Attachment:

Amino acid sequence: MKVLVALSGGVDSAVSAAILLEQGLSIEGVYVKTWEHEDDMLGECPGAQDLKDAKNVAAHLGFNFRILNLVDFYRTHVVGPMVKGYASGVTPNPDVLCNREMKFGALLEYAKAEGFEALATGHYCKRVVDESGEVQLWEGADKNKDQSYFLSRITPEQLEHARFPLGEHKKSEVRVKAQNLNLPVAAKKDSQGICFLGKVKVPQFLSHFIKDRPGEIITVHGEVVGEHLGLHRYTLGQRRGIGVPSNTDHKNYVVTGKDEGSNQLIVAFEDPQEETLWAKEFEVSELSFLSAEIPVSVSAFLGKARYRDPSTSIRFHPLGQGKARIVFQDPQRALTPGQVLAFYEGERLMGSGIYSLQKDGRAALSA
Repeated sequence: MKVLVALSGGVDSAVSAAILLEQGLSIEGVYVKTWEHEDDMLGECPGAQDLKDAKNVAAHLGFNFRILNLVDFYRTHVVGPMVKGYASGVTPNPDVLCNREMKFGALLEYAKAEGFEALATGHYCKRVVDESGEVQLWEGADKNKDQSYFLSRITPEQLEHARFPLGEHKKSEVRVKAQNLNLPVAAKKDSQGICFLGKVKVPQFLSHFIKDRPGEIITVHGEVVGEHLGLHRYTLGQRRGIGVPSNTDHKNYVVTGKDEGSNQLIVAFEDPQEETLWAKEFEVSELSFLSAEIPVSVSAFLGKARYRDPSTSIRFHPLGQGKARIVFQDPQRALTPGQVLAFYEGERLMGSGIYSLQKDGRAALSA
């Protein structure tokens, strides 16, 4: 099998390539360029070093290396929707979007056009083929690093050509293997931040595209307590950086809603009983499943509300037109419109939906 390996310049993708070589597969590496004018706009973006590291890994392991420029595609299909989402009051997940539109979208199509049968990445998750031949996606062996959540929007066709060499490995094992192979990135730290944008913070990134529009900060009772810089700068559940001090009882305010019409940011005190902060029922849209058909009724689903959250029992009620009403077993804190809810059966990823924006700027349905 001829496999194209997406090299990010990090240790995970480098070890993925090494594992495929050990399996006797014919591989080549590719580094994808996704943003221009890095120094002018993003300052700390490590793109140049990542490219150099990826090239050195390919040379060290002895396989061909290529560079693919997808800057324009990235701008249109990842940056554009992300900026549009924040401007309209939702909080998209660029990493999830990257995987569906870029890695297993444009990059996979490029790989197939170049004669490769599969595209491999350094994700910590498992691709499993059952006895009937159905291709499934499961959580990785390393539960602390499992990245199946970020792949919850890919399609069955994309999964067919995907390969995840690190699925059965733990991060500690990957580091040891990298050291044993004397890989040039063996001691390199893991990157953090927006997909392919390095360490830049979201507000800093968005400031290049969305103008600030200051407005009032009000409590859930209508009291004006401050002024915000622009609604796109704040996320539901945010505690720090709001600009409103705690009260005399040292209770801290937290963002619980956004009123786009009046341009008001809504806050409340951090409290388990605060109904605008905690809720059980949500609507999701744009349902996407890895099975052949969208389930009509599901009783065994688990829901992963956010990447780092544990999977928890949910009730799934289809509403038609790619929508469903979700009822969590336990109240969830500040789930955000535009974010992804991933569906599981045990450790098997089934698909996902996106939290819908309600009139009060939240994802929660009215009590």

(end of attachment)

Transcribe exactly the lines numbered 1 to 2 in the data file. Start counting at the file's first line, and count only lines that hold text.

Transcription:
Amino acid sequence: MKVLVALSGGVDSAVSAAILLEQGLSIEGVYVKTWEHEDDMLGECPGAQDLKDAKNVAAHLGFNFRILNLVDFYRTHVVGPMVKGYASGVTPNPDVLCNREMKFGALLEYAKAEGFEALATGHYCKRVVDESGEVQLWEGADKNKDQSYFLSRITPEQLEHARFPLGEHKKSEVRVKAQNLNLPVAAKKDSQGICFLGKVKVPQFLSHFIKDRPGEIITVHGEVVGEHLGLHRYTLGQRRGIGVPSNTDHKNYVVTGKDEGSNQLIVAFEDPQEETLWAKEFEVSELSFLSAEIPVSVSAFLGKARYRDPSTSIRFHPLGQGKARIVFQDPQRALTPGQVLAFYEGERLMGSGIYSLQKDGRAALSA
Repeated sequence: MKVLVALSGGVDSAVSAAILLEQGLSIEGVYVKTWEHEDDMLGECPGAQDLKDAKNVAAHLGFNFRILNLVDFYRTHVVGPMVKGYASGVTPNPDVLCNREMKFGALLEYAKAEGFEALATGHYCKRVVDESGEVQLWEGADKNKDQSYFLSRITPEQLEHARFPLGEHKKSEVRVKAQNLNLPVAAKKDSQGICFLGKVKVPQFLSHFIKDRPGEIITVHGEVVGEHLGLHRYTLGQRRGIGVPSNTDHKNYVVTGKDEGSNQLIVAFEDPQEETLWAKEFEVSELSFLSAEIPVSVSAFLGKARYRDPSTSIRFHPLGQGKARIVFQDPQRALTPGQVLAFYEGERLMGSGIYSLQKDGRAALSA